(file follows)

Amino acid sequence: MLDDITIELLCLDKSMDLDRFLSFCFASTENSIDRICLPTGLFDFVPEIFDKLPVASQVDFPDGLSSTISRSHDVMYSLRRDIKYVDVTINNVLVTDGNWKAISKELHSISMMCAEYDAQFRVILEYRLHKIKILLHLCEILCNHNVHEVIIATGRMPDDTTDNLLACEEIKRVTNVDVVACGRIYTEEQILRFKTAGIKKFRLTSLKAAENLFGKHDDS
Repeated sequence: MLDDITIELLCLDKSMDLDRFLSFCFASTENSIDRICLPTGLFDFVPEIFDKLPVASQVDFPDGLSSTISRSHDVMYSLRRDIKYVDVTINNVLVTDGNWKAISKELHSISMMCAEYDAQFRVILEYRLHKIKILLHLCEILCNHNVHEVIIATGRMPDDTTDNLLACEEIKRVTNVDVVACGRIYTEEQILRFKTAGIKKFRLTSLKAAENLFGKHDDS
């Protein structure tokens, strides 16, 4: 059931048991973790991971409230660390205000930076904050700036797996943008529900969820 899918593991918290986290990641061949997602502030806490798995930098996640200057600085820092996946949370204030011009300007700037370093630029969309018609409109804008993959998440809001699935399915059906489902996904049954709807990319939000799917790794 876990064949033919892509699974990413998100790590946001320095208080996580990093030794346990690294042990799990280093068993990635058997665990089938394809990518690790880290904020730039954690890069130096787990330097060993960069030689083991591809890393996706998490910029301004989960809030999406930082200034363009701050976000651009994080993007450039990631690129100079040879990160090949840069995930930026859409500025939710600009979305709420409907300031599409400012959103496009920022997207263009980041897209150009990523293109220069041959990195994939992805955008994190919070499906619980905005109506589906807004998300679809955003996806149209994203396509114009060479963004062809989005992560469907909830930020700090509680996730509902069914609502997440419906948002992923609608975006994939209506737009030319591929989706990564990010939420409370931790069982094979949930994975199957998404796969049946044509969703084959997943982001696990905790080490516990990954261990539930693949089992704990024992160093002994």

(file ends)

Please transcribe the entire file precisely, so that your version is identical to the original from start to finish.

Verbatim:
Amino acid sequence: MLDDITIELLCLDKSMDLDRFLSFCFASTENSIDRICLPTGLFDFVPEIFDKLPVASQVDFPDGLSSTISRSHDVMYSLRRDIKYVDVTINNVLVTDGNWKAISKELHSISMMCAEYDAQFRVILEYRLHKIKILLHLCEILCNHNVHEVIIATGRMPDDTTDNLLACEEIKRVTNVDVVACGRIYTEEQILRFKTAGIKKFRLTSLKAAENLFGKHDDS
Repeated sequence: MLDDITIELLCLDKSMDLDRFLSFCFASTENSIDRICLPTGLFDFVPEIFDKLPVASQVDFPDGLSSTISRSHDVMYSLRRDIKYVDVTINNVLVTDGNWKAISKELHSISMMCAEYDAQFRVILEYRLHKIKILLHLCEILCNHNVHEVIIATGRMPDDTTDNLLACEEIKRVTNVDVVACGRIYTEEQILRFKTAGIKKFRLTSLKAAENLFGKHDDS
């Protein structure tokens, strides 16, 4: 059931048991973790991971409230660390205000930076904050700036797996943008529900969820 899918593991918290986290990641061949997602502030806490798995930098996640200057600085820092996946949370204030011009300007700037370093630029969309018609409109804008993959998440809001699935399915059906489902996904049954709807990319939000799917790794 876990064949033919892509699974990413998100790590946001320095208080996580990093030794346990690294042990799990280093068993990635058997665990089938394809990518690790880290904020730039954690890069130096787990330097060993960069030689083991591809890393996706998490910029301004989960809030999406930082200034363009701050976000651009994080993007450039990631690129100079040879990160090949840069995930930026859409500025939710600009979305709420409907300031599409400012959103496009920022997207263009980041897209150009990523293109220069041959990195994939992805955008994190919070499906619980905005109506589906807004998300679809955003996806149209994203396509114009060479963004062809989005992560469907909830930020700090509680996730509902069914609502997440419906948002992923609608975006994939209506737009030319591929989706990564990010939420409370931790069982094979949930994975199957998404796969049946044509969703084959997943982001696990905790080490516990990954261990539930693949089992704990024992160093002994």